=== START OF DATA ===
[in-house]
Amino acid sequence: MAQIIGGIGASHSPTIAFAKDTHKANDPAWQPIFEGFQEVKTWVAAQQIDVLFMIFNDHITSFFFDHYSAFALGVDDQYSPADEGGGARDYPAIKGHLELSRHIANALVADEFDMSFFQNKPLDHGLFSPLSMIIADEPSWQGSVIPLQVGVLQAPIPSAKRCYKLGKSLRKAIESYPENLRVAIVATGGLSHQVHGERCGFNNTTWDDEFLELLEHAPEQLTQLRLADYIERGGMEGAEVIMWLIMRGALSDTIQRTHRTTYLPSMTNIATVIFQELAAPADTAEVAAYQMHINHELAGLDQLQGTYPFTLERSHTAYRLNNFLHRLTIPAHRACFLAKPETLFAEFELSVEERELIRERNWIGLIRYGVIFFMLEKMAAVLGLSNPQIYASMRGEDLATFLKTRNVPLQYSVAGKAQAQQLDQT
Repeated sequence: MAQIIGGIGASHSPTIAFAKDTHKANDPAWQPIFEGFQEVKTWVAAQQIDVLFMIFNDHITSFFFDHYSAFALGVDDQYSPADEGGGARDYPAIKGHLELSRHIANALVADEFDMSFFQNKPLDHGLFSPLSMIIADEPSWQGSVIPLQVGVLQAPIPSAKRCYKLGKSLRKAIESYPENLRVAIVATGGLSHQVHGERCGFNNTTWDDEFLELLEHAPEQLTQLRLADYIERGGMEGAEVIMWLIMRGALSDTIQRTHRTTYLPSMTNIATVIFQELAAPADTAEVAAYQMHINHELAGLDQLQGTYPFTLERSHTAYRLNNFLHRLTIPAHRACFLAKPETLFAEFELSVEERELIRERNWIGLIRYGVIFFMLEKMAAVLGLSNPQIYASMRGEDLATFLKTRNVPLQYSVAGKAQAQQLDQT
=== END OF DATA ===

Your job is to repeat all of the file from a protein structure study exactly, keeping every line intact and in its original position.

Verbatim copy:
[in-house]
Amino acid sequence: MAQIIGGIGASHSPTIAFAKDTHKANDPAWQPIFEGFQEVKTWVAAQQIDVLFMIFNDHITSFFFDHYSAFALGVDDQYSPADEGGGARDYPAIKGHLELSRHIANALVADEFDMSFFQNKPLDHGLFSPLSMIIADEPSWQGSVIPLQVGVLQAPIPSAKRCYKLGKSLRKAIESYPENLRVAIVATGGLSHQVHGERCGFNNTTWDDEFLELLEHAPEQLTQLRLADYIERGGMEGAEVIMWLIMRGALSDTIQRTHRTTYLPSMTNIATVIFQELAAPADTAEVAAYQMHINHELAGLDQLQGTYPFTLERSHTAYRLNNFLHRLTIPAHRACFLAKPETLFAEFELSVEERELIRERNWIGLIRYGVIFFMLEKMAAVLGLSNPQIYASMRGEDLATFLKTRNVPLQYSVAGKAQAQQLDQT
Repeated sequence: MAQIIGGIGASHSPTIAFAKDTHKANDPAWQPIFEGFQEVKTWVAAQQIDVLFMIFNDHITSFFFDHYSAFALGVDDQYSPADEGGGARDYPAIKGHLELSRHIANALVADEFDMSFFQNKPLDHGLFSPLSMIIADEPSWQGSVIPLQVGVLQAPIPSAKRCYKLGKSLRKAIESYPENLRVAIVATGGLSHQVHGERCGFNNTTWDDEFLELLEHAPEQLTQLRLADYIERGGMEGAEVIMWLIMRGALSDTIQRTHRTTYLPSMTNIATVIFQELAAPADTAEVAAYQMHINHELAGLDQLQGTYPFTLERSHTAYRLNNFLHRLTIPAHRACFLAKPETLFAEFELSVEERELIRERNWIGLIRYGVIFFMLEKMAAVLGLSNPQIYASMRGEDLATFLKTRNVPLQYSVAGKAQAQQLDQT